Recall your last voting experience: chances are you were packed into a school cafeteria, shuttled along to a table where someone checked your name off a long list of registered voters, and you cast your ballot before rushing to work.
Until this Monday, in Ohio, if among the chaos of voting at peak hours in major elections, you were mistakenly directed to the wrong precinct at table 4 instead of your precinct at table 5 by a confused election worker, your vote could become a provisional ballot. That would mean it would likely be discounted because you voted in the wrong precinct without knowing you were doing so.
On Monday, a federal judge issued an injunction against the perennial swing state’s so-called wrong-precinct law (known to some as the “right church, wrong pew” rule), which stipulates that provisional votes cast in the wrong precincts can be discounted. According to the Advancement Project, a civil-rights group that filed the original suit against the state, 14,000 voters in Ohio had their ballots rejected in the 2008 election cycle due to the wrong-precinct rule.
Ohio is a state where every vote counts, making the ruling all the more significant for the upcoming presidential election: a recent Columbus Dispatch poll found President Obama and Mitt Romney deadlocked just two months ahead of the general election, each with 45 percent of the state’s eligible voters.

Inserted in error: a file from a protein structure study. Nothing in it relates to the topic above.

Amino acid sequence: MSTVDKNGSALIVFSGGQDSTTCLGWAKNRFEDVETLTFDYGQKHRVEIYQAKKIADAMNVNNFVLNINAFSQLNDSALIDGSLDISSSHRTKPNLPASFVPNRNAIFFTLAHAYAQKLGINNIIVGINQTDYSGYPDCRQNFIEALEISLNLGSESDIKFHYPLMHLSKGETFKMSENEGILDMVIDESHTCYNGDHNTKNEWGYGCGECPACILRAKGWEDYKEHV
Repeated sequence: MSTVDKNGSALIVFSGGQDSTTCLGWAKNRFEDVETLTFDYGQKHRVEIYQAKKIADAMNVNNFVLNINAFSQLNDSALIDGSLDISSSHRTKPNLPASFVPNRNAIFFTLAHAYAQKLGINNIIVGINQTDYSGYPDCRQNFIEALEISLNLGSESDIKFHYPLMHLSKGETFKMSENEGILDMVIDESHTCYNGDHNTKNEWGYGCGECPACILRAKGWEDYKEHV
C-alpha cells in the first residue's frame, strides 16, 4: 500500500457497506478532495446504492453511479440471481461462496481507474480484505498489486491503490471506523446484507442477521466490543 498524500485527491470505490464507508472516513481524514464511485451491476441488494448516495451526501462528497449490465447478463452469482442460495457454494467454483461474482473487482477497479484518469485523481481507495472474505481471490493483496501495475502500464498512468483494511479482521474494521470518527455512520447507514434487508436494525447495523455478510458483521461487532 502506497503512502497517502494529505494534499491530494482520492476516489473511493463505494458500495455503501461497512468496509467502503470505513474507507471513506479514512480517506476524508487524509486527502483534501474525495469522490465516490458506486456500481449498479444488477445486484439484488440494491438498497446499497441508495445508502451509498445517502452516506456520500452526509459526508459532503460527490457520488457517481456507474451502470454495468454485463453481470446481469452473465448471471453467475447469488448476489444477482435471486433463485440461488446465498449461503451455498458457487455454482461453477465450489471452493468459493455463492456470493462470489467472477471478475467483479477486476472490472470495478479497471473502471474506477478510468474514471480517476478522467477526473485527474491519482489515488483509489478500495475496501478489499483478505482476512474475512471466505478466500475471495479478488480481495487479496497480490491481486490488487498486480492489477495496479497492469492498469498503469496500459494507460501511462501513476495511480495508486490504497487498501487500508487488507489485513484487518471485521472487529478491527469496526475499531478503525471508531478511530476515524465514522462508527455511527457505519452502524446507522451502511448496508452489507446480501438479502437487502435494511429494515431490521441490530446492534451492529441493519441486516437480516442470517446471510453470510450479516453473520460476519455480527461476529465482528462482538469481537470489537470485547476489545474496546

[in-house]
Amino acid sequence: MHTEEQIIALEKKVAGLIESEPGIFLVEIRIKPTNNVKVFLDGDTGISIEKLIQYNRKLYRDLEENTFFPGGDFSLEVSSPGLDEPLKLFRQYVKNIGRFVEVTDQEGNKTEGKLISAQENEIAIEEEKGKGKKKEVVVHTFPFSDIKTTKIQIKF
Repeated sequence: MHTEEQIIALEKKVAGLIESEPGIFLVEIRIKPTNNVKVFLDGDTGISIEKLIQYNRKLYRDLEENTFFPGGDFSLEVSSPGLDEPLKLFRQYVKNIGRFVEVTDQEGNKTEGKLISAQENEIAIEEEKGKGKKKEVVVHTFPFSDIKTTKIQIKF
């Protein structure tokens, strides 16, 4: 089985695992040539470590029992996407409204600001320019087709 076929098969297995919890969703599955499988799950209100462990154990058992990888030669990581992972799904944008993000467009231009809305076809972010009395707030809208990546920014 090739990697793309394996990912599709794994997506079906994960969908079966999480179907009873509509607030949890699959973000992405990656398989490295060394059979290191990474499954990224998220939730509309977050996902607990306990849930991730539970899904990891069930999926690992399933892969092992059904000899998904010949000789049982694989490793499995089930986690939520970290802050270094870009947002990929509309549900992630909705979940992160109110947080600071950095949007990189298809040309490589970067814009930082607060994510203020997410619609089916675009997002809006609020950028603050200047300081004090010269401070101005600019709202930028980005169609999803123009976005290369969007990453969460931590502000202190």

Rick Hasen, a professor of election law at UC Irvine and the author of The Voting Wars, called Monday’s decision “the most important ruling on voting rights we’ve had this election cycle.”
U.S District Judge Algenon L. Marbley, who halted the law, wrote in his decision that “recent experience proves that our elections are decided, all too often, by improbably slim margins—not just in local races…but even for the highest national offices. Any potential threat to the integrity of the franchise, no matter how small, must therefore be treated with utmost seriousness.”
Ohio Secretary of State Jon Husted, a Republican, told The Daily Beast the state most likely will appeal the ruling, meaning this chapter in this summer’s voting-rights saga could run up to Election Day in November. Husted defended the law, arguing that “a provisional ballot is a second chance when a voter has not taken their personal responsibility to prepare themselves to cast a correct ballot.”
But voting-rights experts say the rule is unfair and illogical. “If you have a polling place that has multiple precincts in it, and you go to the wrong table in the room, your vote will be discounted,” says Tova Wang, a senior democracy fellow at Demos, a think tank in New York. “That seems patently unfair and it happens all the time.”
“From a common-sense perspective, it seems quite unfair to reject a vote because a poll worker made a mistake,” says Dan Tokaji, a professor of election law at Ohio State University’s Moritz School of Law.
Hasen pointed to one example of a vote cast on Election Day 2010 in Ohio’s Hamilton County that ultimately may have been discounted because the poll worker sent the voter to the wrong table (PDF), thinking the voter’s house number—798—was an odd number and should be counted with other addresses in a different precinct.
The ruling comes at a particularly contentious moment for voting rights, as debate rages in other crucial swing states such as Pennsylvania—with its new law requiring voters to display identification—and Florida, over voter-ID laws critics are calling “voting purges.”
The issue of provisional ballots, at play in Ohio, is equally, if not more important, than the controversy over voter ID, says Wang: “Provisional ballots can swing the election, especially in a close race. The provisional ballot issue has been the sleeper problem of elections over the last few years.”